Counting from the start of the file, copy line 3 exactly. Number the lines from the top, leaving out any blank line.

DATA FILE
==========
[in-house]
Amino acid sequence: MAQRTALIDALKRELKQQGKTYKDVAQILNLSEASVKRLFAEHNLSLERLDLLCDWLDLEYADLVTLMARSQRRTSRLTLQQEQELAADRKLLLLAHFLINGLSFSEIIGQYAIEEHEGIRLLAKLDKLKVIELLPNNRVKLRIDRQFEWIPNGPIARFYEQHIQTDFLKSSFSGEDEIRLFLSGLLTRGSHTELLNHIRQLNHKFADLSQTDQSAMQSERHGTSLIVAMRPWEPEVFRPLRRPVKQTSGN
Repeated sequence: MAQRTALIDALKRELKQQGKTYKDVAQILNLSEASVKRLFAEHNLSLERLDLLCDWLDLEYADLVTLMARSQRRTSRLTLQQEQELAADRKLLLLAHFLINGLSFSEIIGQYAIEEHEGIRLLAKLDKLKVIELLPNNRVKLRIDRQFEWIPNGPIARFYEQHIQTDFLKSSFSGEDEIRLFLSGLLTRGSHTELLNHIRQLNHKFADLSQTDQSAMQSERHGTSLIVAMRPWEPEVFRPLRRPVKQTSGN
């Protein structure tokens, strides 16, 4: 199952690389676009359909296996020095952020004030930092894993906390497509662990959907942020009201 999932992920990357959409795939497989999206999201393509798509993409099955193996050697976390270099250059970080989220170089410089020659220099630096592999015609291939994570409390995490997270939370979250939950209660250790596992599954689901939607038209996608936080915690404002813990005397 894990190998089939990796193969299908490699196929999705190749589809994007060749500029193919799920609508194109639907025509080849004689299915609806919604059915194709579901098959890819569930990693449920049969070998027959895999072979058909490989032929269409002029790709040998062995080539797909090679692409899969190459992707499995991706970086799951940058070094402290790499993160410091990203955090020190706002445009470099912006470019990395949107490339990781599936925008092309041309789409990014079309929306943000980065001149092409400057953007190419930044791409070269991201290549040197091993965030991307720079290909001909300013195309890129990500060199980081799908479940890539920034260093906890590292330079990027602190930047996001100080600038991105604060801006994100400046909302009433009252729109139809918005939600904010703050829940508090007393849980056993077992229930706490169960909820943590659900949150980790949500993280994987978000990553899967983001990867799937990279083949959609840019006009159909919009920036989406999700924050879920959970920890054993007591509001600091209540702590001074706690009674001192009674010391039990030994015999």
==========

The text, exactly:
Repeated sequence: MAQRTALIDALKRELKQQGKTYKDVAQILNLSEASVKRLFAEHNLSLERLDLLCDWLDLEYADLVTLMARSQRRTSRLTLQQEQELAADRKLLLLAHFLINGLSFSEIIGQYAIEEHEGIRLLAKLDKLKVIELLPNNRVKLRIDRQFEWIPNGPIARFYEQHIQTDFLKSSFSGEDEIRLFLSGLLTRGSHTELLNHIRQLNHKFADLSQTDQSAMQSERHGTSLIVAMRPWEPEVFRPLRRPVKQTSGN